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The Irishman movie review: An intimate, tender look at the Mob and its men

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The Irishman movie review
The Irishman movie review: It is Al Pacino who delivers a virtuoso performance as the showman Jimmy Hoffa.

The Irishman movie cast: Robert De Niro, Al Pacino, Joe Pesci, Anna Paquin, Jesse Plemons, Ray Romano, Harvey Keitel, Bobby Cannavale
The Irishman movie director: Martin Scorsese
The Irishman movie rating: 4 stars

Is this goodbye? Martin Scorsese, of Goodfellas and Casino, Gangs of New York and The Departed, turns to his favourite collaborators — actors who have played some of the greatest gangsters on screen — for an intimate, tender look at the Mob and its men long after both spotlight, even infamy, has moved on.

To do so, Scorsese has turned to a 2004 novel, I Heard You Paint Houses (by Steven Zaillan), and seen it through a development hiatus till he could bring De Niro, Pacino and Pesci together, the three of them in the same film for the first time. It has taken Netflix, a bigger budget than any of his films, three and a half hours, and technological advancements which let him de-age his main actors for screen, to put up this passion project.

Frank (De Niro) and Russell (Pesci) are not gangsters of the scale and scope we are used to in a Scorsese film — though he keeps returning to the Irish-American and Italian-American themes of his films. Frank, for the large part, is a small muscle for hire, who will kill anybody for money. Russell is the middle-man that all kinds of people turn to, so as to smoothen things over. Pacino’s Jimmy Hoffa is more well known but, as the film underlines, that could be because of the mystery that surrounds his disappearance. Once, though, Hoffa controlled the powerful truckers’ unions of America, and had dealings with the Mob as it went about building up Las Vegas.

Zaillan’s book dealt with one theory about what happened to Hoffa. And the film builds on it to look back at Frank and his friendship/relationship with Russell and Hoffa. This is not a film about growing up but growing old, about what all those years of living entail — the choices, the betrayals, the loneliness, the love, the pain and the aches.

The film takes a while to grow on you — with some of the drawling conversations a pardonable indulgence. However, eventually the beauty of even the road trip that runs as a central theme through the film slowly dawns. This features two couples and a shared lifetime between them that allows one to demand frequent cigarette breaks and another to loll about in a lazy, open-mouthed nap.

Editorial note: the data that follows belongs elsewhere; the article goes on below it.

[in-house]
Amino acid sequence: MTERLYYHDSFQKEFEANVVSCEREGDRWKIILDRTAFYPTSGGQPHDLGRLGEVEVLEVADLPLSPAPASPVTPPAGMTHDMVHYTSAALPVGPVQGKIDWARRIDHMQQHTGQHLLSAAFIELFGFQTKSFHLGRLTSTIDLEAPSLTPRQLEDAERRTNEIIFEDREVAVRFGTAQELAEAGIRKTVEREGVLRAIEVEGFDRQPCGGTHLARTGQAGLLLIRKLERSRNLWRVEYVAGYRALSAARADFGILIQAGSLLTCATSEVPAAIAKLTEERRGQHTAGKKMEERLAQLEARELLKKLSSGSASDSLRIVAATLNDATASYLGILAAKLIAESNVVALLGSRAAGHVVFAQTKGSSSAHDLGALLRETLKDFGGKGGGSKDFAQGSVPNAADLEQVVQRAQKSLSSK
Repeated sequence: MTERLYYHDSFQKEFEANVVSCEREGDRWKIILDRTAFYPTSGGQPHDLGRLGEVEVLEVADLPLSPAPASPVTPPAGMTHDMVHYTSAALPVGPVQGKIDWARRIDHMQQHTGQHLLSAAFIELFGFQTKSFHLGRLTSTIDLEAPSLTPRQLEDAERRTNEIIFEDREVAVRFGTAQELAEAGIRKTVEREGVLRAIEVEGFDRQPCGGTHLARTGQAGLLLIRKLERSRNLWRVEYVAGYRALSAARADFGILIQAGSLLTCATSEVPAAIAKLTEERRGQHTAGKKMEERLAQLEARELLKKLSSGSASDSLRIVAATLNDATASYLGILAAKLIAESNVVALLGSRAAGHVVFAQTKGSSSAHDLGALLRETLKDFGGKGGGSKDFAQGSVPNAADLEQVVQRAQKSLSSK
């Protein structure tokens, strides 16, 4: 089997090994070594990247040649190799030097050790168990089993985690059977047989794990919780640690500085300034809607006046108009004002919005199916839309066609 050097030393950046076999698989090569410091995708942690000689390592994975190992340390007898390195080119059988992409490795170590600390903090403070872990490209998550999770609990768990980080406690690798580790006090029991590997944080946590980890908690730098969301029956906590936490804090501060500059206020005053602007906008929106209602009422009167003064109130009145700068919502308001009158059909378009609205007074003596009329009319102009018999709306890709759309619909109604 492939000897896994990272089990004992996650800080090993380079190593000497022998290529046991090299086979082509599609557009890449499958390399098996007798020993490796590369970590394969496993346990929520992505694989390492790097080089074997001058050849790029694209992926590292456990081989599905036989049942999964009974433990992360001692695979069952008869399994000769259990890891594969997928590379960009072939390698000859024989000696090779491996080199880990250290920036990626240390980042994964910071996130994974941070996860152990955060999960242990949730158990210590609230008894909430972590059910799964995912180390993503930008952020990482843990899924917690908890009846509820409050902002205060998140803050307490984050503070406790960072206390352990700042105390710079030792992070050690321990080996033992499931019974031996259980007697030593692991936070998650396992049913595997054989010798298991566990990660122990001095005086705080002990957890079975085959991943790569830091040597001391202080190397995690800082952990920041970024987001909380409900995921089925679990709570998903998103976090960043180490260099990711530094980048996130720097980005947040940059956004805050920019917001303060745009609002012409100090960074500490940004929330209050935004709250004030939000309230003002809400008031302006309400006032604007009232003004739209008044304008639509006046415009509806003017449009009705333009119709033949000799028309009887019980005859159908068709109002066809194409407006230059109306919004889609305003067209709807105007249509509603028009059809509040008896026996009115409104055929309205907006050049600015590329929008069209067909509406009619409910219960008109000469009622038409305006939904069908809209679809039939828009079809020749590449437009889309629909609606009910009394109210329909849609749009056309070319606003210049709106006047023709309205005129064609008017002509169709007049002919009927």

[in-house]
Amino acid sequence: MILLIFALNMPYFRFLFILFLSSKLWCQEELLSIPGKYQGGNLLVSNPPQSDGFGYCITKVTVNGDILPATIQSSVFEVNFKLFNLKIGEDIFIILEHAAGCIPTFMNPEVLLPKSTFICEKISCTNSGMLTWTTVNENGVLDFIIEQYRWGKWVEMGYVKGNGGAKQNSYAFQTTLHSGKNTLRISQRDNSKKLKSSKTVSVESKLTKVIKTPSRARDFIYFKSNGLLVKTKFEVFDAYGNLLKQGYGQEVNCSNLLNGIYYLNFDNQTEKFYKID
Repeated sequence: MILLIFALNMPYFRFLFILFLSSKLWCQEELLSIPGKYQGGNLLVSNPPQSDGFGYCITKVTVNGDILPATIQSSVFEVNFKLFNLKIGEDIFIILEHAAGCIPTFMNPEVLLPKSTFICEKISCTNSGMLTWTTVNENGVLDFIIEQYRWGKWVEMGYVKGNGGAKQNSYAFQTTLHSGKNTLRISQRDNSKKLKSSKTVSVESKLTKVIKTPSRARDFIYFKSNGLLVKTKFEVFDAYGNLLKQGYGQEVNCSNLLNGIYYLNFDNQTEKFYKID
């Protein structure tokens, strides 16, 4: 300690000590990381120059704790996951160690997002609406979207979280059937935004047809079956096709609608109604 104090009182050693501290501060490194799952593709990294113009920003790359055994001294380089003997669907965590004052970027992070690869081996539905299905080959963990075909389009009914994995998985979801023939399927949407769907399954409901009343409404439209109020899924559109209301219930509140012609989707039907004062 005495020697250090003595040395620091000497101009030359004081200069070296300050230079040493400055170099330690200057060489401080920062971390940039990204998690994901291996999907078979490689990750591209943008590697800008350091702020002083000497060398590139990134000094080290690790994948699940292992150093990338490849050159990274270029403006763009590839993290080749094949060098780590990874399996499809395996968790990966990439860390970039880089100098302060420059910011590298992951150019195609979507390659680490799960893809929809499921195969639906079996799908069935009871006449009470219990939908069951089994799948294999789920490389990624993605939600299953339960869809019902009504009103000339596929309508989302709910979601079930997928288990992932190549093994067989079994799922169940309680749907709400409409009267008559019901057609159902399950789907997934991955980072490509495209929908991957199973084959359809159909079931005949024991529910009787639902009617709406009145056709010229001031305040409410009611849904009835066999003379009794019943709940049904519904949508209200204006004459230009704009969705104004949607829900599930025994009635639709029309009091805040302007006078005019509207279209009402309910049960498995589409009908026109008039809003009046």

De Niro, the pivot of the story, seems to do a lot of what he does well, till he seizes your heart by the depth of his grief at a choice he has to make. His face is a dam waiting to burst, various emotions struggling under the surface, his nose twitching, his eyes downcast, his lips determinedly pursed. Pesci, brought back from virtual retirement for this role, plays Russell as a patient man who has lived and breathed violence all his life, and knows when to deliver what punch. A man who knows the value of loyalty and friendship, and what they mean in their cut-throat world.

However, it is Pacino who delivers a virtuoso performance as the showman Hoffa. He electrifies every scene he is in, by his edginess, his excitability, his unpredictability and even his stupid stubbornness to play by his own rules — when the stability of the whole system rests on no one challenging the status quo. With Hoffa come the whispers of bigger conspiracies, America’s Cuba misadventures, and the rose-tinted Kennedy years with their whiff of Mafia scandal. One scene where Hoffa sizes up his rivals while sitting on a stage being celebrated is masterful acting.

Paquin is also quite good in the minor role of Frank’s daughter who sees Hoffa for who he is, and why he is just that bit different from her father and his world.

However, this was also a time when men didn’t make excuses for their actions. And, in keeping with Scorsese’s themes of Christianity, faith and mercy, they faced their Maker with full knowledge of and responsibility for their past. In Scorsese’s other films, their deaths though came before they had a time to consider all that, or had a reason to. In The Irishman, it’s life that defeats them.





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